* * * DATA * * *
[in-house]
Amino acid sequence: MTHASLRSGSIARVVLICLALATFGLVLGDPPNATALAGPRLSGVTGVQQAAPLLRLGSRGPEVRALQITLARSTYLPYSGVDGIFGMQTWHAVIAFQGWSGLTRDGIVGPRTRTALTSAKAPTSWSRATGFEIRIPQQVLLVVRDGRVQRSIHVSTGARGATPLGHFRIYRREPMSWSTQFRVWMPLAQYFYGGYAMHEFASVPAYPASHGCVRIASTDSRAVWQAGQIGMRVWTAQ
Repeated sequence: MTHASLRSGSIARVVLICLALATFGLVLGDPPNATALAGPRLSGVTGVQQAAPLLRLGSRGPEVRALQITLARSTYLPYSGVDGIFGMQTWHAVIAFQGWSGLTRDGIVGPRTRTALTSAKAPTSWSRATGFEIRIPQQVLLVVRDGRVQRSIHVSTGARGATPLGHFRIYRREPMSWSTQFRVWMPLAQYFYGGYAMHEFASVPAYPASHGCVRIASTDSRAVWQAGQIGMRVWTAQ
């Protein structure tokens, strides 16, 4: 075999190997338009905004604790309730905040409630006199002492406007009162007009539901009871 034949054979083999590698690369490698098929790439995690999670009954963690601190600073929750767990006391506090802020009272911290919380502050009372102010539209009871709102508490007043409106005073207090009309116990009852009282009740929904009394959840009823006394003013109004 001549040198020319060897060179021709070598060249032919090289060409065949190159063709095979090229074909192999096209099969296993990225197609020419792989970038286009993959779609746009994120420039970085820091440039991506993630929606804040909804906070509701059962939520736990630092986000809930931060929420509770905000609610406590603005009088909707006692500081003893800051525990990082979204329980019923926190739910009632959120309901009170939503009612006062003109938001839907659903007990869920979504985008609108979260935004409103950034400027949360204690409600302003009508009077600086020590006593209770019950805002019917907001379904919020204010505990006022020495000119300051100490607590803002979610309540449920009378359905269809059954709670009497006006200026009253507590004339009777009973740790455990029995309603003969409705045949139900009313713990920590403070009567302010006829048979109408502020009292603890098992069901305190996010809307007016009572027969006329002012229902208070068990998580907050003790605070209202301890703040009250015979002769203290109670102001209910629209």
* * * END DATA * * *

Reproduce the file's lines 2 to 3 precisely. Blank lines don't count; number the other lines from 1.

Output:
Amino acid sequence: MTHASLRSGSIARVVLICLALATFGLVLGDPPNATALAGPRLSGVTGVQQAAPLLRLGSRGPEVRALQITLARSTYLPYSGVDGIFGMQTWHAVIAFQGWSGLTRDGIVGPRTRTALTSAKAPTSWSRATGFEIRIPQQVLLVVRDGRVQRSIHVSTGARGATPLGHFRIYRREPMSWSTQFRVWMPLAQYFYGGYAMHEFASVPAYPASHGCVRIASTDSRAVWQAGQIGMRVWTAQ
Repeated sequence: MTHASLRSGSIARVVLICLALATFGLVLGDPPNATALAGPRLSGVTGVQQAAPLLRLGSRGPEVRALQITLARSTYLPYSGVDGIFGMQTWHAVIAFQGWSGLTRDGIVGPRTRTALTSAKAPTSWSRATGFEIRIPQQVLLVVRDGRVQRSIHVSTGARGATPLGHFRIYRREPMSWSTQFRVWMPLAQYFYGGYAMHEFASVPAYPASHGCVRIASTDSRAVWQAGQIGMRVWTAQ